Slaid Cleaves, Balancing between Hank and Woody
After over 20 years of consistantly excellent albums, Slaid Cleaves comes full circle with the release of Ghost on the Car Radio, on his own Candy House Media label. In a preview, Joseph Hudak of Rolling Stone called Cleaves “a master storyteller, one influenced not by the shine of pop culture but by the dirt of real life.”
What got you started in the music business?
I began playing keyboards in garage bands while still in high school. My first band, founded in 1981 by childhood friend Rod Picott, was called The Magic Rats. After the lead singer was kicked out of my next band, The Classifieds, I started singing cover songs behind my Hammond Porta-B in local hotel lounges and bowling alleys.
What have you done since then?
While in college I began learning guitar and writing and spent a school year in Ireland, where I became a busker on the streets of Cork. After a few post-college years in Portland, Maine, fronting the alt-country band The Moxie Men, I moved (with future wife and business partner, Karen) to Austin in late 1992. After a few struggling years there I made a few records, including 2000’s Broke Down, with producer and guitarist Gurf Morlix, which were released on Rounder Records.
How do you describe what you do?
Write songs. Make records. Travel around. Try to be good.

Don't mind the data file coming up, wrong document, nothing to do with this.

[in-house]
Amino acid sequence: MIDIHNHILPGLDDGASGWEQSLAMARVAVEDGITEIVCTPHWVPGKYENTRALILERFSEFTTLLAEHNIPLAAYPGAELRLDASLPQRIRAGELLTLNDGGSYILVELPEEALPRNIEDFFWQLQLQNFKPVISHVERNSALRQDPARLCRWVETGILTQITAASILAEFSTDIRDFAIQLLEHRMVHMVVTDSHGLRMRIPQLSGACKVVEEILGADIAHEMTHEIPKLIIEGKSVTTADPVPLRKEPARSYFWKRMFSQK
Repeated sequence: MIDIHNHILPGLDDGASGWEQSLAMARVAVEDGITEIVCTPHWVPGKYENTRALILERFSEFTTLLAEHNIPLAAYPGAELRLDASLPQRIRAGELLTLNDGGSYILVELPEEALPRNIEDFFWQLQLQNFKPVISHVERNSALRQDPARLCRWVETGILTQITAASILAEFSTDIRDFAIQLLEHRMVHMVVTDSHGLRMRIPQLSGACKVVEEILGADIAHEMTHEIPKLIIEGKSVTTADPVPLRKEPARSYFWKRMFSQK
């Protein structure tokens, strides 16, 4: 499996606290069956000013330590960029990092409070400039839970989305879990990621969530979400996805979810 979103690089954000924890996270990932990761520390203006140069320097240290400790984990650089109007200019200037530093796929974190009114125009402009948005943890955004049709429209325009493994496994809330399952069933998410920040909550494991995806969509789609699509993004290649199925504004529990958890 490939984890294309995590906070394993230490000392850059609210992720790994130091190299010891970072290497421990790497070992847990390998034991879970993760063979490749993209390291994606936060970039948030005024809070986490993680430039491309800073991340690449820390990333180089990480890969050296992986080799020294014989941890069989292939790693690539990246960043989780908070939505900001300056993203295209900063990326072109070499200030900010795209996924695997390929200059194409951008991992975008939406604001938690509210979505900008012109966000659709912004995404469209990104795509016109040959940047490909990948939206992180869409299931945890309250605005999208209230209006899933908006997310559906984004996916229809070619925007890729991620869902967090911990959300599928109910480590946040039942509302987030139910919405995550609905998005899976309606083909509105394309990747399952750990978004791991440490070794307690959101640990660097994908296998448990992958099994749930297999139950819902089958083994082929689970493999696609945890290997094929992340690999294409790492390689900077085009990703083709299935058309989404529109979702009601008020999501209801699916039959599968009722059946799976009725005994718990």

How do you describe your music and or songs to someone who’s never heard you?
I write songs that are rooted in traditional country and folk forms which speak to the everyday lives of regular people.
What was the first artist or album that got you into roots music?
I was spinning vinyl on my parents’ record player when I was three years old: Hank Williams, Johnny Cash, Arlo Guthrie.
Who are your favorite artists of all time?
If I were to get a couple of tattoos it would be Hank Williams on one shoulder and Woody Guthrie on the other. They are my two guideposts as far as songwriting goes.
How do you define what Americana music is?
A tiny outpost in the vast American culture, one that hearkens back to and celebrates well-worn familiar styles and themes.
Where do you see Americana radio going in the future?
Like “the blues” I think it will be around, albeit on the margins of American culture, for a long time to come.
What artists are you excited about?
I’m hopeful that Americana stars like Jason Isbell and Hayes Carll can help open up Americana music to a wider audience. And I’ll be looking to ride their coat tails!
What are your most memorable experiences from working in the music industry?
One time in the 1990s I was the only passenger on an American Airlines flight to Nashville. I tell the story here.
What projects are you working on next?
Right now I’m just crowing about the new record, Ghost on the Car Radio, for the next year or so.
What inspires you or what keeps you going?
Making a living, connecting with people. That’s a nice combination.
What are your most proud accomplishments?
Making a living and keeping a marriage going in this business.